Floating or locking?
Q I'm 15 and I own a '78 Ford F-150 that was my grandfather's. I'm considering a 4-inch lift and 35s. It's nothing extreme, but I want it to be capable. I would like to convert the 9-inch differential to a full-floater, but I don't know whether to wait on that and get a locker first, or should I get a full-floater conversion kit and then just weld the spider gears inside of the carrier? I've been debating this for the last four months and would really like to hear someone's opinion on it.
A Before you spend money on a full-floater kit, let's compare it to a locking rear differential. A full-floating axle is good because it takes the stress off your axleshaft and puts the entire weight-carrying load on a spindle that is bolted or welded to your axlehousing. This is smart if you are carrying heavy loads, plus if you break an axleshaft you can remove the internal shaft parts and the wheel and hub can stay in place. These are all good points. However, by choosing this you have decided to then weld up your rear differential instead of buying a locker.
A selectable locker like an ARB Air Locker or automatic Detroit Locker will allow some differentiation of tire speed when going around a corner on the street (but not when the ARB is engaged); this is not true of a welded or spool rear diff. This differentiation of tire speeds is much better for tire life and axle parts. You don't want to wear out those new 35s right away, do you? If it were me, I'd keep the semifloating rear axle setup and instead get a quality locker (the Detroit is usually less expensive). If you can afford it, get a 35-spline unit and upgrade to some quality 11/2-inch 35-spline semifloating rear axleshafts I think you'll have a very strong rear axle capable of living up to the 35 long enough to pass the truck on to your grandson someday.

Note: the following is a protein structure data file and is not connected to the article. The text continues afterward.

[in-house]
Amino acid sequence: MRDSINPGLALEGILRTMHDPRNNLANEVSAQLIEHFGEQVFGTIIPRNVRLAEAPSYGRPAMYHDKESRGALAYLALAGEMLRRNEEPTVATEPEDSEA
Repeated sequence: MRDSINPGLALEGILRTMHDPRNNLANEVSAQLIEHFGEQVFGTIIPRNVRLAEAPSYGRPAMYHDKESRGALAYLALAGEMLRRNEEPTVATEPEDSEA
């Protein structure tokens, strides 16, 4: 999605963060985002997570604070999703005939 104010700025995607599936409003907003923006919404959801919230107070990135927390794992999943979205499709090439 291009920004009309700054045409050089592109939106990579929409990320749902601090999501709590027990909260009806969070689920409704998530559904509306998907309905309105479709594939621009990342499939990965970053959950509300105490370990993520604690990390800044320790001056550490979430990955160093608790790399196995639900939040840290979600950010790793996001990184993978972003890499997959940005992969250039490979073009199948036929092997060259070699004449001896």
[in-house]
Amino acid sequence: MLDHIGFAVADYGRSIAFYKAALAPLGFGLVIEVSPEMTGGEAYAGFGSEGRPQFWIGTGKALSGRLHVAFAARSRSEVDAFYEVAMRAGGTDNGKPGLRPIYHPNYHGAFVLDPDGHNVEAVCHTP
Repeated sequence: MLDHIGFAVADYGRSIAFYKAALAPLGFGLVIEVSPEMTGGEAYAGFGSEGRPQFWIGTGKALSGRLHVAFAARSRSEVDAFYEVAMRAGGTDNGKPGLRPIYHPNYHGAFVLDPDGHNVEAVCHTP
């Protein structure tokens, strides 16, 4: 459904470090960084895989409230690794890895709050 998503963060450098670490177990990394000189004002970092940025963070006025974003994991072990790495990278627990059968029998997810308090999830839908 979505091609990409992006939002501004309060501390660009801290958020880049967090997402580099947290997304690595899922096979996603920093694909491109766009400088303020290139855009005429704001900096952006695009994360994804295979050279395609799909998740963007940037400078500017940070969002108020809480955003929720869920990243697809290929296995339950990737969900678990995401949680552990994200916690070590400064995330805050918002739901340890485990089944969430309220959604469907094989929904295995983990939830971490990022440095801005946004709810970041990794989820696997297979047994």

Q Hi. I am 13 years old and currently in possession of an old WWII Willys Jeep. I am planning to restore it or at least make it roadworthy. I was wondering if you could tell what it is by the photos and where I can find parts for it in Ontario, Canada.
A I showed your photos to the resident Willys flatfender Jeep expert here (Editor Péwé), and after drooling over the photos he determined that it is a '50s/'60s Willys-Overland Kaiser-Frazer CJ-3B. The larger speedometer signifies it as a later model, probably in the mid '60s. However, Kaiser-Frazer, the company that owned Jeep at that time, started discontinuing the Willys name in the mid '60s, so yours may be early '60s. A great early Jeep information site is The CJ3B Page, www.film.queensu.ca/cj3b.
I don't know of a Jeep parts house in Ontario, but there are many good restoration/modification companies out there such as Willys America (www.willysamerica.com), Willys Overland (www.willysoverland.com), and Walck's 4 Wheel Drive (www.walcks4wd.com).